Table $$\PageIndex{1}$$: The first eight Hermite polynomials.

• $$H_0 = 1$$
• $$H_1 = 2x$$
• $$H_2 = -2 + 4x^2$$
• $$H_3 = -12x + 8x^3$$
• $$H_4 = 12 - 48x^2 +16x^4$$
• $$H_5 = 120x - 160x^3 + 32x^5$$
• $$H_6 = -120 + 720x^2 - 480 x^4 + 64x^6$$
• $$H_7 = -1680x + 3360 x^3 - 1344 x^5 + 128 x^7$$

The Hermite polynomials like those in Table $$\PageIndex{1}$$ can be produced by using the following generating function

$H_v (x) = (-1)^v \exp (x^2) \dfrac {d^v}{dx^v} \exp (-x^2) \label {5.6.14}$

Generating functions provide a more economical way to obtain sets of functions compared to purchasing books of tables, and they are often more convenient to use in mathematical derivations.

Exercise $$\PageIndex{3}$$

Use the generating formula, Equation $$\ref{5.6.14}$$, to verify $$H_3$$ in Table $$\PageIndex{1}$$. Use the generating formula to produce $$H_8$$. A helpful Mathcad template is provided below for this exercise.

Exercise $$\PageIndex{4}$$

Determine the units of $$β$$ and the units of $$x$$ in the Hermite polynomials.

Because of the association of the wavefunction with a probability density, it is necessary for the wavefunction to include a normalization constant, $$N_v$$.

$N_v = \dfrac {1}{(2^v v! \sqrt {\pi} )^{1/2}} \label {5.6.15}$

The final form of the harmonic oscillator wavefunctions is thus

$\psi _v (x) = N_v H_v (x) e^{-x^2/2} \label {5.6.16}$

Alternative and More Common Formulation of Harmonic Oscillator Wavefunctions

The harmonic oscillator wavefunctions are often written in terms of $$Q$$, the unscaled displacement coordinate (Equation $$\ref{scale}$$) and a different constant $$\alpha$$:

$\color{red}\alpha =1/\sqrt{\beta} = \sqrt{\dfrac{k \mu}{\hbar ^2}}$

so Equation $$\ref{5.6.16}$$ becomes

$\color{red} \psi _v (x) = N_v'' H_v (\sqrt{\alpha} Q) e^{-\alpha Q^2/ 2}$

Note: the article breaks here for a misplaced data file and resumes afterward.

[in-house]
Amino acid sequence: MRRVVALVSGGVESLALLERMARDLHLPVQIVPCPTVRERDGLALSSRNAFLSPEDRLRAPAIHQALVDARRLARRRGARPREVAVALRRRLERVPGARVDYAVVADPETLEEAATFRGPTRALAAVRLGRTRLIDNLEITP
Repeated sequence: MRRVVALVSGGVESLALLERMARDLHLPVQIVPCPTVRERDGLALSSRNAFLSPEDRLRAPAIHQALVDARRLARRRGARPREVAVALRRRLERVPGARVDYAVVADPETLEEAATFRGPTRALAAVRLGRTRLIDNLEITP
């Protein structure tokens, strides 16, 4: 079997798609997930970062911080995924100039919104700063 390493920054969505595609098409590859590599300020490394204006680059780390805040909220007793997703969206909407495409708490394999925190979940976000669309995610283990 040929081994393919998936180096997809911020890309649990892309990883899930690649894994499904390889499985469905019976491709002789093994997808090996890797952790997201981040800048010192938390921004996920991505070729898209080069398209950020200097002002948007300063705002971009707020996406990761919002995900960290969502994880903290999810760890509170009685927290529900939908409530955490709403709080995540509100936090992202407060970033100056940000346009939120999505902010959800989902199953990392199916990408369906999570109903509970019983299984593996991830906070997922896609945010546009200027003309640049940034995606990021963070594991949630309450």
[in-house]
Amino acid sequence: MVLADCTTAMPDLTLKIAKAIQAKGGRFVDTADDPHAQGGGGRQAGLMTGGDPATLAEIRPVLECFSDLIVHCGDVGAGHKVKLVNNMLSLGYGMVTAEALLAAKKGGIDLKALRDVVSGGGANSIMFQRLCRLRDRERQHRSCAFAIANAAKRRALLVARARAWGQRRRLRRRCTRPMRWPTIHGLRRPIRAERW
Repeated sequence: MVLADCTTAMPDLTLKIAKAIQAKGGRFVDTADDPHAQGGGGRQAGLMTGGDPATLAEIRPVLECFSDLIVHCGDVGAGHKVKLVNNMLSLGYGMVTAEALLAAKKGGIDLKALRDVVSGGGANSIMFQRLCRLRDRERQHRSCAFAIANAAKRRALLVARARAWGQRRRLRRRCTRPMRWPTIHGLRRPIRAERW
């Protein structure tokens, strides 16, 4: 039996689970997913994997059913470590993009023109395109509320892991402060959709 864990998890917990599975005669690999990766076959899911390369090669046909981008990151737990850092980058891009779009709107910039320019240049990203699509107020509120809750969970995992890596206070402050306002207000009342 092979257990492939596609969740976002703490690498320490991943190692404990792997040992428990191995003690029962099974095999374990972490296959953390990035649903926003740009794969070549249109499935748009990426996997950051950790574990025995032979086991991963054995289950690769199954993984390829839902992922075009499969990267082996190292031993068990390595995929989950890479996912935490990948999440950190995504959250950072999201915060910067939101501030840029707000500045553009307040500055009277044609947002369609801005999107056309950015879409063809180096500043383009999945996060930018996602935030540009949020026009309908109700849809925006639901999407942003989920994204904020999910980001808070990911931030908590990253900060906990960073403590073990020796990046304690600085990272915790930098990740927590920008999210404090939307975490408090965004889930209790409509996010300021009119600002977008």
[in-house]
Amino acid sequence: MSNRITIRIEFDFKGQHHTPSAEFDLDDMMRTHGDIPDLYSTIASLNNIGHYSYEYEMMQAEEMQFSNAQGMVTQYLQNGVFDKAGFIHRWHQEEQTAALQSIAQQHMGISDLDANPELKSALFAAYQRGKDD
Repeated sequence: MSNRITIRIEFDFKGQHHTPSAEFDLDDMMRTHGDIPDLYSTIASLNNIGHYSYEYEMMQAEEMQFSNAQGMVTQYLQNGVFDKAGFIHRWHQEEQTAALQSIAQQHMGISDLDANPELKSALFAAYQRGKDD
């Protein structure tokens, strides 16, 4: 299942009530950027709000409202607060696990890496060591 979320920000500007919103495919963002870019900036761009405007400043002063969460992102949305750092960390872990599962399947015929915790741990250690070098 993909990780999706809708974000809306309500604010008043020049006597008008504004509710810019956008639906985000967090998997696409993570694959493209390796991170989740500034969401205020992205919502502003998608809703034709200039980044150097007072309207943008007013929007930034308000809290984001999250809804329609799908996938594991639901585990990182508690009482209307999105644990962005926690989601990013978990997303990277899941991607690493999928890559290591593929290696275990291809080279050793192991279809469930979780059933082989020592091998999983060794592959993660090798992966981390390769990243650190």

with a slightly different normalization constant

$\color{red} N_v'' = \sqrt {\dfrac {1}{2^v v!}} \left(\dfrac{\alpha}{\pi}\right)^{1/4}$

Exercise $$\PageIndex{5}$$

Compute the normalization factor for $$Ψ_v(x)$$ where $$v = 0$$ and $$v = 4$$. What is the purpose of $$N_v$$?

The energy eigenvalues for a quantum mechanical oscillator also are obtained by solving the Schrödinger equation. The energies are restricted to discrete values

$E_v = \left ( v + \dfrac {1}{2} \right ) \hbar \omega \label {5.6.17}$

with

$v = 0, 1, 2, 3, \cdots$

that depend on the quantum number, $$v$$, and the oscillator frequency

$\omega = \sqrt {\dfrac {k}{\mu}}$

Exercise $$\PageIndex{6}$$

Determine the energy for the first ten harmonic oscillator energy levels in terms of $$\hbar \omega$$. Sketch an energy level diagram of these energies.

1. What insights do you gain from Equation $$\ref{5.6.17}$$, your calculations, and your diagram?
2. Is it possible to have a molecule that is not vibrating?
3. In terms of $$\hbar \omega$$, what is the energy of the photon required to cause a transition from one vibrational state to the next higher one?
4. If a transition from energy level $$v = 9$$ to $$v = 10$$ were observed in a spectrum, where would that spectral line appear relative to the one for the transition from level $$v = 0$$ to $$v = 1$$?